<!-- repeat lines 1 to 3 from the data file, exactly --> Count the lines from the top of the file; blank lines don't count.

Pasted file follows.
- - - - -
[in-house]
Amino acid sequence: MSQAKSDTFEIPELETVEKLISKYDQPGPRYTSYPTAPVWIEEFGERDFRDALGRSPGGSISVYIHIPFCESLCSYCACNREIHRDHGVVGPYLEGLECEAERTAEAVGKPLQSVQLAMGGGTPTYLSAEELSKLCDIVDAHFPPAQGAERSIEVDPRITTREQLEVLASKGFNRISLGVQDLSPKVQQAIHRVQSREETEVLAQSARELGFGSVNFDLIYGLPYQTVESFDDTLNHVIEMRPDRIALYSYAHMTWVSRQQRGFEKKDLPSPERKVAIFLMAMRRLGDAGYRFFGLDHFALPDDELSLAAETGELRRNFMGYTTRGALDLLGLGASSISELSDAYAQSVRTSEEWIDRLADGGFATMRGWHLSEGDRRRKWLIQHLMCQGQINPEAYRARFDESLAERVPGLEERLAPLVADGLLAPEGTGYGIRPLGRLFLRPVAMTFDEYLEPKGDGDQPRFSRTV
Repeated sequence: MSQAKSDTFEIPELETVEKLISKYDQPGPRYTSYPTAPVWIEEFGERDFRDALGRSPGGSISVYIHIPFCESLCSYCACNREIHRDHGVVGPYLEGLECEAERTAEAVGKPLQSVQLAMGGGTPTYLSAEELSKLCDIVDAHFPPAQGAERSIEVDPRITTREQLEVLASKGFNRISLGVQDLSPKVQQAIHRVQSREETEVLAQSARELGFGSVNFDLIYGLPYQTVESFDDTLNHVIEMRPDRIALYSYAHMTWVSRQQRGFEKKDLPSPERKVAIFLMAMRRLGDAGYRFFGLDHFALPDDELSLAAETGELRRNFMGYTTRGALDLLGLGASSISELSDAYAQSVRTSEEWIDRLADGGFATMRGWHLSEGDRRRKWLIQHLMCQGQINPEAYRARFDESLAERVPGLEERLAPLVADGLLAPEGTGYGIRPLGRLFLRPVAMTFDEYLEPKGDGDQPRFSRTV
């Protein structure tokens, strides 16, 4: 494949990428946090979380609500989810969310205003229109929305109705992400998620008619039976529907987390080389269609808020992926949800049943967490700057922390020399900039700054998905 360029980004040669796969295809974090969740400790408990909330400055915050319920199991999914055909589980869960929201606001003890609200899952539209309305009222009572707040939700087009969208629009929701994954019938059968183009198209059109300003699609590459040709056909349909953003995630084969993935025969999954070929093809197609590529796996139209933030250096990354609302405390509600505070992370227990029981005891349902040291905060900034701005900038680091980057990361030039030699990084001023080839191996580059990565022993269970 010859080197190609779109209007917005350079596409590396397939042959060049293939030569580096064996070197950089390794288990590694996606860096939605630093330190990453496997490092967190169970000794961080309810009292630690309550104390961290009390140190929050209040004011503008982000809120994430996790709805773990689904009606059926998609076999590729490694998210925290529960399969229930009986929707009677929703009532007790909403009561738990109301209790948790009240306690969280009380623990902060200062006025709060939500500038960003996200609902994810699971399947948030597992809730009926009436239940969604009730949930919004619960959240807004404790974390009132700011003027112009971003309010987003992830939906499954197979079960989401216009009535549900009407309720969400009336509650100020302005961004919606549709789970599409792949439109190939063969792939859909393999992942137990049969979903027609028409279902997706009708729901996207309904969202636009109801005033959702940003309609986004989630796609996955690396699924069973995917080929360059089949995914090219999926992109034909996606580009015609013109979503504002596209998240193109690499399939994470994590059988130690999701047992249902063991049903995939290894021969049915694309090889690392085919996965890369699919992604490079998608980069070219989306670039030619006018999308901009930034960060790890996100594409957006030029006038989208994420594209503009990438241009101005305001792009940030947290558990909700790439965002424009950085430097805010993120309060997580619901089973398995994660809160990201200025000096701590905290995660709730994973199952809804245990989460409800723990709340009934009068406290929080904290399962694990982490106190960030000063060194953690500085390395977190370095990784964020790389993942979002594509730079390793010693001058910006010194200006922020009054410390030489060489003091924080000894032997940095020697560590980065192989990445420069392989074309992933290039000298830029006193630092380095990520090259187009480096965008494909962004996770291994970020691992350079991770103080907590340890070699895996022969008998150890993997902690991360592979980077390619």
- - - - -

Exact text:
[in-house]
Amino acid sequence: MSQAKSDTFEIPELETVEKLISKYDQPGPRYTSYPTAPVWIEEFGERDFRDALGRSPGGSISVYIHIPFCESLCSYCACNREIHRDHGVVGPYLEGLECEAERTAEAVGKPLQSVQLAMGGGTPTYLSAEELSKLCDIVDAHFPPAQGAERSIEVDPRITTREQLEVLASKGFNRISLGVQDLSPKVQQAIHRVQSREETEVLAQSARELGFGSVNFDLIYGLPYQTVESFDDTLNHVIEMRPDRIALYSYAHMTWVSRQQRGFEKKDLPSPERKVAIFLMAMRRLGDAGYRFFGLDHFALPDDELSLAAETGELRRNFMGYTTRGALDLLGLGASSISELSDAYAQSVRTSEEWIDRLADGGFATMRGWHLSEGDRRRKWLIQHLMCQGQINPEAYRARFDESLAERVPGLEERLAPLVADGLLAPEGTGYGIRPLGRLFLRPVAMTFDEYLEPKGDGDQPRFSRTV
Repeated sequence: MSQAKSDTFEIPELETVEKLISKYDQPGPRYTSYPTAPVWIEEFGERDFRDALGRSPGGSISVYIHIPFCESLCSYCACNREIHRDHGVVGPYLEGLECEAERTAEAVGKPLQSVQLAMGGGTPTYLSAEELSKLCDIVDAHFPPAQGAERSIEVDPRITTREQLEVLASKGFNRISLGVQDLSPKVQQAIHRVQSREETEVLAQSARELGFGSVNFDLIYGLPYQTVESFDDTLNHVIEMRPDRIALYSYAHMTWVSRQQRGFEKKDLPSPERKVAIFLMAMRRLGDAGYRFFGLDHFALPDDELSLAAETGELRRNFMGYTTRGALDLLGLGASSISELSDAYAQSVRTSEEWIDRLADGGFATMRGWHLSEGDRRRKWLIQHLMCQGQINPEAYRARFDESLAERVPGLEERLAPLVADGLLAPEGTGYGIRPLGRLFLRPVAMTFDEYLEPKGDGDQPRFSRTV